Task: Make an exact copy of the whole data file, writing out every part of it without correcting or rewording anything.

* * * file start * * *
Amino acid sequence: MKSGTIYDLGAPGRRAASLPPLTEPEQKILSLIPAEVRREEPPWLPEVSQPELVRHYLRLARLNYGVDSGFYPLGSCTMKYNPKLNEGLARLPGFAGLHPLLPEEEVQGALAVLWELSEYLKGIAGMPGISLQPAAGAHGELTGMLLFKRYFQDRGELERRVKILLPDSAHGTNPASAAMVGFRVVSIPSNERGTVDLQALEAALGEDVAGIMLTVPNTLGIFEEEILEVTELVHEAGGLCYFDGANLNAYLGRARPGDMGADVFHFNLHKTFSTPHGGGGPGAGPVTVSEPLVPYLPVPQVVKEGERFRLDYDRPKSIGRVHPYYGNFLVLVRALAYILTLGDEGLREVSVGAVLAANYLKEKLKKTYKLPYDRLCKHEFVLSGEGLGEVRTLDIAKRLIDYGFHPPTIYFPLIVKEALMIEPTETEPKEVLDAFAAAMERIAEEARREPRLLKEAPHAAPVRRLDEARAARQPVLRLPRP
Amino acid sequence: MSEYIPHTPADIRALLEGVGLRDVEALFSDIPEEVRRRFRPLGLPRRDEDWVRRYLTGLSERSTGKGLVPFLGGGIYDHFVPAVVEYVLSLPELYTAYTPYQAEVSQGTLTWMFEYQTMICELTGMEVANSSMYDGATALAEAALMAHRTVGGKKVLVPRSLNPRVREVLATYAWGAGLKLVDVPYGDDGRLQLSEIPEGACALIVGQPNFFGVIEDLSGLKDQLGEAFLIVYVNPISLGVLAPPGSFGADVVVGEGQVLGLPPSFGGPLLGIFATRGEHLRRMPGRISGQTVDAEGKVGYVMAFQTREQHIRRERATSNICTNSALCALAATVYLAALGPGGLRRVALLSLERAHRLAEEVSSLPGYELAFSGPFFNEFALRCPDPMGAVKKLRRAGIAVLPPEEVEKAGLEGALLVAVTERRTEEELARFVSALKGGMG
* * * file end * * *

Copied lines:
Amino acid sequence: MKSGTIYDLGAPGRRAASLPPLTEPEQKILSLIPAEVRREEPPWLPEVSQPELVRHYLRLARLNYGVDSGFYPLGSCTMKYNPKLNEGLARLPGFAGLHPLLPEEEVQGALAVLWELSEYLKGIAGMPGISLQPAAGAHGELTGMLLFKRYFQDRGELERRVKILLPDSAHGTNPASAAMVGFRVVSIPSNERGTVDLQALEAALGEDVAGIMLTVPNTLGIFEEEILEVTELVHEAGGLCYFDGANLNAYLGRARPGDMGADVFHFNLHKTFSTPHGGGGPGAGPVTVSEPLVPYLPVPQVVKEGERFRLDYDRPKSIGRVHPYYGNFLVLVRALAYILTLGDEGLREVSVGAVLAANYLKEKLKKTYKLPYDRLCKHEFVLSGEGLGEVRTLDIAKRLIDYGFHPPTIYFPLIVKEALMIEPTETEPKEVLDAFAAAMERIAEEARREPRLLKEAPHAAPVRRLDEARAARQPVLRLPRP
Amino acid sequence: MSEYIPHTPADIRALLEGVGLRDVEALFSDIPEEVRRRFRPLGLPRRDEDWVRRYLTGLSERSTGKGLVPFLGGGIYDHFVPAVVEYVLSLPELYTAYTPYQAEVSQGTLTWMFEYQTMICELTGMEVANSSMYDGATALAEAALMAHRTVGGKKVLVPRSLNPRVREVLATYAWGAGLKLVDVPYGDDGRLQLSEIPEGACALIVGQPNFFGVIEDLSGLKDQLGEAFLIVYVNPISLGVLAPPGSFGADVVVGEGQVLGLPPSFGGPLLGIFATRGEHLRRMPGRISGQTVDAEGKVGYVMAFQTREQHIRRERATSNICTNSALCALAATVYLAALGPGGLRRVALLSLERAHRLAEEVSSLPGYELAFSGPFFNEFALRCPDPMGAVKKLRRAGIAVLPPEEVEKAGLEGALLVAVTERRTEEELARFVSALKGGMG